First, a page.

"BABIES born by caesarean section are more vulnerable to asthma, allergies and infection as they miss out on receiving their mothers' good bacteria during birth, a scientist says.

"Professor Patricia Conway, of the School of Biotechnology and Biomolecular Sciences at the University of NSW, said babies delivered vaginally received protective bacteria as they passed through the birth canal. Left on the baby's skin, this bacteria could then colonise the intestine and help inoculate newborns against hospital bugs. Gut flora was also crucial for developing a balanced immune system, Professor Conway said. "With a C-section, the newborn baby misses an opportunity to pick up a lot of mum's good bacteria," she said.

"'This can have long-term health implications, as the development of a good intestinal ecosystem is necessary for health and immunity to allergies, from childhood right through to adulthood.'

'Professor Conway said emergency caesareans, performed after labour had begun, meant babies did receive some of the beneficial bacteria, particularly if the waters had broken. But elective caesareans were ''sterile'' and gave babies no chance to pick up any of the mother's good bacteria....

"In 2008, European researchers examined 20 previous studies on the link between type 1 diabetes and caesareans and found babies born surgically had a 20 per cent increased risk of developing diabetes.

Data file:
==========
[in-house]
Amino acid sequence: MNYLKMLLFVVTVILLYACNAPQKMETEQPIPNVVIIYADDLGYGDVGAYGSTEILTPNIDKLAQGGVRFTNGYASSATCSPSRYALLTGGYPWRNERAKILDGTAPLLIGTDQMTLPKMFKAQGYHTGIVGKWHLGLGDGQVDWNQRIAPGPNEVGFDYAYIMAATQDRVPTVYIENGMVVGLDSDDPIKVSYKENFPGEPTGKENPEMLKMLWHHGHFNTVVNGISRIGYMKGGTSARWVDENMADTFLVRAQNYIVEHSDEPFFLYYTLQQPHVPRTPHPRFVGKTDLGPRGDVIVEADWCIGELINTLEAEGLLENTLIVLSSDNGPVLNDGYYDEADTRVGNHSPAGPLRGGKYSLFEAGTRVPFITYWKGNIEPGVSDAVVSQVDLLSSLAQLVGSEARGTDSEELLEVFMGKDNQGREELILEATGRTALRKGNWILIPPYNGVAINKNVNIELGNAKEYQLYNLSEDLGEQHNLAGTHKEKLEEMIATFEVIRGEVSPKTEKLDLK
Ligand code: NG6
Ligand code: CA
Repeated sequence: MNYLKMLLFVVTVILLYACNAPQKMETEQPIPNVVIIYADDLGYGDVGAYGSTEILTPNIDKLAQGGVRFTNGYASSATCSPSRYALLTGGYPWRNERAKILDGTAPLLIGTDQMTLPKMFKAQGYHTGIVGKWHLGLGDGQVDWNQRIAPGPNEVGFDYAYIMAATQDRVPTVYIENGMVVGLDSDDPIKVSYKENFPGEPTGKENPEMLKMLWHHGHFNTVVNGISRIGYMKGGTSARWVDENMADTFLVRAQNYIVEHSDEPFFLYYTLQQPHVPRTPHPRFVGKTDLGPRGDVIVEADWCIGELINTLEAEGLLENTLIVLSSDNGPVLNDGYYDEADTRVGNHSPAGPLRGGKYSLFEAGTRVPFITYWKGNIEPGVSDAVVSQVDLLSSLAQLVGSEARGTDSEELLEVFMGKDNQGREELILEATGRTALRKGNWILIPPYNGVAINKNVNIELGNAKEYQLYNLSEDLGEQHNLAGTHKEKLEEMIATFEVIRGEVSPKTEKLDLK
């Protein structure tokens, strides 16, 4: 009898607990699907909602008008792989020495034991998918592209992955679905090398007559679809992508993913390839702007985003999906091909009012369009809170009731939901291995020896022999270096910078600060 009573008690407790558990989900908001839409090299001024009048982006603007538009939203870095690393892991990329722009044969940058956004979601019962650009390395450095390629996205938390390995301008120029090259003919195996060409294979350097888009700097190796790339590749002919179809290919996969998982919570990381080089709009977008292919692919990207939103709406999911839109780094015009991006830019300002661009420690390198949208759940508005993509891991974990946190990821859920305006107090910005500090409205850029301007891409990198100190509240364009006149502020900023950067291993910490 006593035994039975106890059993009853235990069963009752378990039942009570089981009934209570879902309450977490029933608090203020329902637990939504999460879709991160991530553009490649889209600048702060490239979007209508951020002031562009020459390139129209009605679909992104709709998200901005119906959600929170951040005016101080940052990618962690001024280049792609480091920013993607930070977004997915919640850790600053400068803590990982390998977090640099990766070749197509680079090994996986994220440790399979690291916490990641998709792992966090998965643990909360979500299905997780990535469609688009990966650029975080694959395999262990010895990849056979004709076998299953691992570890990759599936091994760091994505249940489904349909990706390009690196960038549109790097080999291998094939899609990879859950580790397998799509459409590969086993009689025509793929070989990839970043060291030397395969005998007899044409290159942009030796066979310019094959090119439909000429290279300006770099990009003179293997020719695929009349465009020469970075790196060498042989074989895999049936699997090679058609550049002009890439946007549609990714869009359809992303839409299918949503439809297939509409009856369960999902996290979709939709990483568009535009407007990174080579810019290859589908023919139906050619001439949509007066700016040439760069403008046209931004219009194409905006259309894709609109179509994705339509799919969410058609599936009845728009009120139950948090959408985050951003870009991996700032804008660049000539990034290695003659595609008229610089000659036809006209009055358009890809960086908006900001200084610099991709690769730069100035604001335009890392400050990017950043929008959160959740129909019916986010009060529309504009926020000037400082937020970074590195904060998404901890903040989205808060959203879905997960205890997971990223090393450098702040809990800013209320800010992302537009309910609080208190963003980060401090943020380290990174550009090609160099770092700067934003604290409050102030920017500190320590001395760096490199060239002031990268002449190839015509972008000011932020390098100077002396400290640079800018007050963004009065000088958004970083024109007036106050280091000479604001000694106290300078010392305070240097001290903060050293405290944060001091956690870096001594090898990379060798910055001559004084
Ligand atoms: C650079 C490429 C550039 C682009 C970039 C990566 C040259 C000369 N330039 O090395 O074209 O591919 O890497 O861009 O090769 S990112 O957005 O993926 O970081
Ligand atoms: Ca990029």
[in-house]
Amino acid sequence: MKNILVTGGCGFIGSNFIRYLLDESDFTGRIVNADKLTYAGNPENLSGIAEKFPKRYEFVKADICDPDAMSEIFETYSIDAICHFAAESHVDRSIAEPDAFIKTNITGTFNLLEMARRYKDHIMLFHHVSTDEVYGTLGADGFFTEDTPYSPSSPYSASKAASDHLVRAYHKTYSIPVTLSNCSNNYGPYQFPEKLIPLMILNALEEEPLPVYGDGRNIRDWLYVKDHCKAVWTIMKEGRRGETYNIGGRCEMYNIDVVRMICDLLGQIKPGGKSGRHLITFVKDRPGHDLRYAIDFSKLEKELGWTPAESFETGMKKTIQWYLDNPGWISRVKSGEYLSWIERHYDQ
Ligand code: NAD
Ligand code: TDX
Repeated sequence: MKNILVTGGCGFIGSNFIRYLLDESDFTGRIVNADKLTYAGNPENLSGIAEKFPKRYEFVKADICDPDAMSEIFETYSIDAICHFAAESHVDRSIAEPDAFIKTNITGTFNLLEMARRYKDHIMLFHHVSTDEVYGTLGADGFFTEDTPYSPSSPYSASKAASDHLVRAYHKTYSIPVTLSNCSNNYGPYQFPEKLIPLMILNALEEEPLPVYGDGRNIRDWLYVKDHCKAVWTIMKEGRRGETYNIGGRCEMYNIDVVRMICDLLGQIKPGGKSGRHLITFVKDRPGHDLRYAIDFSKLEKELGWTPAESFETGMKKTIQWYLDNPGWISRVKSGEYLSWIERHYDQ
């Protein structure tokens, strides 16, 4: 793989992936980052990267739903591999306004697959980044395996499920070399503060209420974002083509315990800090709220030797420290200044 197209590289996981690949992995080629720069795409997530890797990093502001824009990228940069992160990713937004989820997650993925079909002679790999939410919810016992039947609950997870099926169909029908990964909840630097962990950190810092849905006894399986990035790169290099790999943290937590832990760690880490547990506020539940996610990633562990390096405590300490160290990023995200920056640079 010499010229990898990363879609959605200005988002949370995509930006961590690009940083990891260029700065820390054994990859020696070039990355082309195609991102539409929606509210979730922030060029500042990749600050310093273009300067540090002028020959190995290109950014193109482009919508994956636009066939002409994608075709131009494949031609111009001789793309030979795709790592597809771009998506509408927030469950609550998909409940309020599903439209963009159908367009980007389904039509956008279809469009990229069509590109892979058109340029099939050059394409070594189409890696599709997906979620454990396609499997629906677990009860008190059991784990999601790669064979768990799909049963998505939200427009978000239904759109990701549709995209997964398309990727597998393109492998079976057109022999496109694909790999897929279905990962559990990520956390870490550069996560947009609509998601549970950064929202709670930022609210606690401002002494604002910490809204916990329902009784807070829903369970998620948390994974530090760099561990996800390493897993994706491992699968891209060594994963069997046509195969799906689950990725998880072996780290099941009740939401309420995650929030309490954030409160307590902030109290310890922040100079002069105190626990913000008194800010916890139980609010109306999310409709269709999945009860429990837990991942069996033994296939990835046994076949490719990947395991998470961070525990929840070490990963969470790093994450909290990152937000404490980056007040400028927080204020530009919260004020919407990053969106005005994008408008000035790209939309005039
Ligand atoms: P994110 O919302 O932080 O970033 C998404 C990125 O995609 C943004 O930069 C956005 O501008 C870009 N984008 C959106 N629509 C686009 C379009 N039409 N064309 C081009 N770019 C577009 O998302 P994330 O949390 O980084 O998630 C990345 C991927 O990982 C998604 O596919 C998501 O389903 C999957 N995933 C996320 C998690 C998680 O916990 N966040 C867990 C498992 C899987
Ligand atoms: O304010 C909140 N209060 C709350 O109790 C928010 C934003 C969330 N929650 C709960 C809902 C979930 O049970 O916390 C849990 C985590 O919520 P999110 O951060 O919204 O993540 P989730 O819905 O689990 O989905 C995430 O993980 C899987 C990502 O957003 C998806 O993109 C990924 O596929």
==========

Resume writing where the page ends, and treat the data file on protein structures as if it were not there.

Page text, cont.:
"They hypothesised the increase could be attributed to surgically born babies having gut microbes picked up from hospital environments rather than their mothers' vaginas, having reduced or delayed exposure to infection in early life or being exposed to non-specific perinatal stress."

The author also dealt with the issue of labor hormones. Cesarean babies, especially those born by scheduled cesarean, miss out on the labor hormone cocktail which they experience during vaginal birth:

"Australian College of Midwives vice-president Hannah Dahlen said babies born vaginally had the advantage of hormonal surges during labour, which made them more wide-eyed and able to connect with their mothers.

"Both mother and baby experienced a surge in catecholamines - the fight-or-flight hormone - during labour, making babies more alert at birth.

"Recent studies had shown white blood cells in babies born by caesarean were different to those born vaginally, potentially altering the way their bodies responded to attacks on their immune systems for the rest of their lives.

"The studies could explain dramatic increases in rates of diabetes, testicular cancer, leukaemia and asthma among babies born surgically, Dr Dahlen said.

"'In labour, the baby has a gradual escalation in its stress response and then a gradual decline. Research has shown that this could prime our bodies to respond to stress in a certain way,'' she said.

"'With a C-section, there is a cold cut and the baby has a dramatic stress response. It could be setting that child up to always over-respond to stress.'"